Three command-and-control (C&C) servers, which are feeding instructions to computers infected with the Zeus trojan, still are operational despite a Microsoft-led effort to disable the botnet, according to researchers at security firm FireEye.
Late last month, U.S. Marshals led the raid on hosting locations in Scranton, Pa. and Lombard, Ill., where they confiscated C&C servers and took down two key IP addresses in the process. In addition, as a result of the seizure, Microsoft assumed control of some 800 domains involved with the servers, a process known as sinkholing.
Atif Mushtaq, a senior staff scientist at FireEye, said in a blog post this week that the company has tracked more than 150 domains used by the botnet. But researchers found that despite the dismantling, three domains associated with Zeus remain live.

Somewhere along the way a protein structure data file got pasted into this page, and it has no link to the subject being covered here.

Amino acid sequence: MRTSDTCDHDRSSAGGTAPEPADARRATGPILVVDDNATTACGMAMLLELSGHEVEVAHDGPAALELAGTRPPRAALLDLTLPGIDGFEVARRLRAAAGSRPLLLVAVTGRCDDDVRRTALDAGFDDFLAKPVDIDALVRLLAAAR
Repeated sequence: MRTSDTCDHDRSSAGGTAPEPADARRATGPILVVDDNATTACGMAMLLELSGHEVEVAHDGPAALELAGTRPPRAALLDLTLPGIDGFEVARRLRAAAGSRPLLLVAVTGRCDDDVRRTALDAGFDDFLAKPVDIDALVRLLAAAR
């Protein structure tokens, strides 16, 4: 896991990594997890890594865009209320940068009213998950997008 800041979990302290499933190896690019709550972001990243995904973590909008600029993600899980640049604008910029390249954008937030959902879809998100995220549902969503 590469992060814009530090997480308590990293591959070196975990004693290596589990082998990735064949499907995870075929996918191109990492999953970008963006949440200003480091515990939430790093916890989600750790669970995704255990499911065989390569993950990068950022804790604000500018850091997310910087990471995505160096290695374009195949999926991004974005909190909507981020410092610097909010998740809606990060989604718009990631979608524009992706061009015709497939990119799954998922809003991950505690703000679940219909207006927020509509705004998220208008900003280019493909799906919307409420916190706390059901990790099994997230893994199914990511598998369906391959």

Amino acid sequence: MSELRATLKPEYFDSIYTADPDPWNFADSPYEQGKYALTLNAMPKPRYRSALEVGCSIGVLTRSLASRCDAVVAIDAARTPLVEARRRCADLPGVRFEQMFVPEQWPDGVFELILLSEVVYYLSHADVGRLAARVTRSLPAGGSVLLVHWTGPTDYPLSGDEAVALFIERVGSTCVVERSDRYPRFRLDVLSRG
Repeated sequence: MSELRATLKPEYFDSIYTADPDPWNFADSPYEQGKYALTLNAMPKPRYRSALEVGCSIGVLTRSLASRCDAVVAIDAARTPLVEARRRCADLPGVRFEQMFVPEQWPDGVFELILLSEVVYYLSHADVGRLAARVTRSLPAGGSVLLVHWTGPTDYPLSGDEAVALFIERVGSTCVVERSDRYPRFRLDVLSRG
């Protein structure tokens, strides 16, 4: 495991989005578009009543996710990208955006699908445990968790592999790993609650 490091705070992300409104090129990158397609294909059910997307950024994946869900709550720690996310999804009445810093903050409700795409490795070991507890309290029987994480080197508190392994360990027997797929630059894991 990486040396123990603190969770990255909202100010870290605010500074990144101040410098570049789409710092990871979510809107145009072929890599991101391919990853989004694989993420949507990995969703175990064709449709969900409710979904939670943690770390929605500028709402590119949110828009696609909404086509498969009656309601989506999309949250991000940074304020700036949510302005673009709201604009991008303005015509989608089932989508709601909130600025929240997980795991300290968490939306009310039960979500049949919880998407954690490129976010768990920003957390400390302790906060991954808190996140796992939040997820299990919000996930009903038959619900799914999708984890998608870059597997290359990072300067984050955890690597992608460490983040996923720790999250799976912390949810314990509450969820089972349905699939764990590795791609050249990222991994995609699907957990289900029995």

Botnets sometimes are able to stay alive by hiding behind fast-flux, or constantly changing, domains, but Mushtaq seems perplexed as to exactly why these three have been so resilient.
"[Microsoft's] main concern should be the three active domains," Mushtaq wrote. "Without these domains completely destroyed, this botnet can not be officially declared as dead."
A Microsoft spokeswoman did not immediately respond to a request for comment.
UPDATE: Microsoft released a statement this evening from Richard Boscovich, senior attorney it its Digital Crimes Unit.
“The command-and-control servers referenced in FireEye's blog post were not seized as part of the March 23 raids. Microsoft intentionally did not target these command and control servers for strategic reasons and believes those servers may be part of the Zeus botnets' fallback mechanism. As we have said before, this was the first action is a long term campaign. Additionally, we have just received court approval to begin looking at the evidence seized as part of the raids and will be sure to share more information when it is available."